Vanderbilt University School of Nursing Assistant Professor Alvin Jeffery is a biomedical informatics expert, lending his expertise in developing back-end computational work to problems across health care. Here, Jeffery details studies funded by two recently awarded grants, including a grant of more than $2.3 million over five years from the National Institute on Drug Abuse.
How are your current projects helping you grow as a researcher?
The first is funded by a Betty Irene Moore Fellowship for Nurse Leaders and Innovators, to evaluate the technology nurses and other clinicians use to deliver better care. There’s a great deal of complex quantitative information bombarding clinicians these days, and I think a big reason why some advanced tools haven’t helped patients is because they’re not delivered in ways that are responsive to how health care workflows function. With the grant, we’re developing a method that allows us to test different ways of displaying information and hopefully converge on solutions that are more meaningful. The grant also has a big focus on my leadership skills. This is an excellent opportunity to merge my research and leadership skills because I know that without good communication, leadership, team management and professional networking, even the best ideas may not be translated to get to the people that need them.
The second is a $2.3 million, five-year grant from the National Institute on Drug Abuse. Our work will focus on developing technology that can identify through the electronic health record people who are likely to have substance use disorder, with the specific application of supporting genetic research across multiple organizations. Opioid and substance use disorders are not well documented, which gives geneticists a lot of trouble conducting research at the scale that they want to. I’m new to studying substance use disorders and genetics, but I’m excited to apply my informatics and clinical backgrounds to the work of creating a framework that allows health care providers in any organization to develop their own definition of substance use disorder—and then leverage data collected by multiple organizations to compare them equally across the different organizations.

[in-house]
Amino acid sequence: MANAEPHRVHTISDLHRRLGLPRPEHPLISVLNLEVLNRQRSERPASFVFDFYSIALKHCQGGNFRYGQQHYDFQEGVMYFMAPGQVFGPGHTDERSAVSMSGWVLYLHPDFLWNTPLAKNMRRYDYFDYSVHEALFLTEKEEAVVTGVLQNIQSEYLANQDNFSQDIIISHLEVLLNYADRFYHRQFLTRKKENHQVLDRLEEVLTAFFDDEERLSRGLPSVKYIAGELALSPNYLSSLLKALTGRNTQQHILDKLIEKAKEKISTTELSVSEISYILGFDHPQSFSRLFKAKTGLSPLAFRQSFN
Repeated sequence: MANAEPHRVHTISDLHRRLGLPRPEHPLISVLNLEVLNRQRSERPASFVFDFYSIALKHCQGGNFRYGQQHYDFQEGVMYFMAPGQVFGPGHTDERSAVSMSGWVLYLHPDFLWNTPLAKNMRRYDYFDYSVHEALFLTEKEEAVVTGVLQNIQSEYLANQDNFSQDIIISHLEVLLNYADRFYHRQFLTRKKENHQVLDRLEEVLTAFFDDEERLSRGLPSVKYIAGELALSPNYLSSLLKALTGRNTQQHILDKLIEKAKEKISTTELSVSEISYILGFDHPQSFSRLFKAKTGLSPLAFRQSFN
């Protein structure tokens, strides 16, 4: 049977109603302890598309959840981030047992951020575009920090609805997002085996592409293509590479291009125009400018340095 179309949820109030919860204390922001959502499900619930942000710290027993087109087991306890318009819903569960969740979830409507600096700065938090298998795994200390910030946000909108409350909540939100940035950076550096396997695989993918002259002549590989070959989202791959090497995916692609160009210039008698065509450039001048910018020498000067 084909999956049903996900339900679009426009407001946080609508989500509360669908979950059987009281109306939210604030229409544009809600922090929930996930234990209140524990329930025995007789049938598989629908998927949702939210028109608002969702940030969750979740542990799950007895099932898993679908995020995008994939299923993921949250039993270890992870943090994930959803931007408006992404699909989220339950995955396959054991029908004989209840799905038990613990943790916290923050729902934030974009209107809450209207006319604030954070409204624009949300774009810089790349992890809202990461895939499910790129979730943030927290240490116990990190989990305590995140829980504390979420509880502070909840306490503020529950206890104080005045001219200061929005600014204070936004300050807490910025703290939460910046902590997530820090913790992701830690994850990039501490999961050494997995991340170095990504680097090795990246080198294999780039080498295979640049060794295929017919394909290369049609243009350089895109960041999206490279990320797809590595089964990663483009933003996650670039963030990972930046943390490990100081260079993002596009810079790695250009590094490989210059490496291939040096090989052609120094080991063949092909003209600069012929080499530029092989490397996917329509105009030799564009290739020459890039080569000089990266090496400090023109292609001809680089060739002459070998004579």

A lot of my work has been centered around finding nursing-sensitive outcomes, which are not always well-described in the structured data of the electronic health record. Over time I’ve developed data science methods and informatics approaches that allow me to play with data in unique ways. To conduct our work, my team works with Vanderbilt’s mighty Advanced Computing Center for Research and Education. As a result of the NIDA grant, I’m able to add machine learning scientists, computational linguists, statisticians, data scientists, software developers and geneticists to my team.
What is the role of geneticists and genetics in substance use disorder treatment?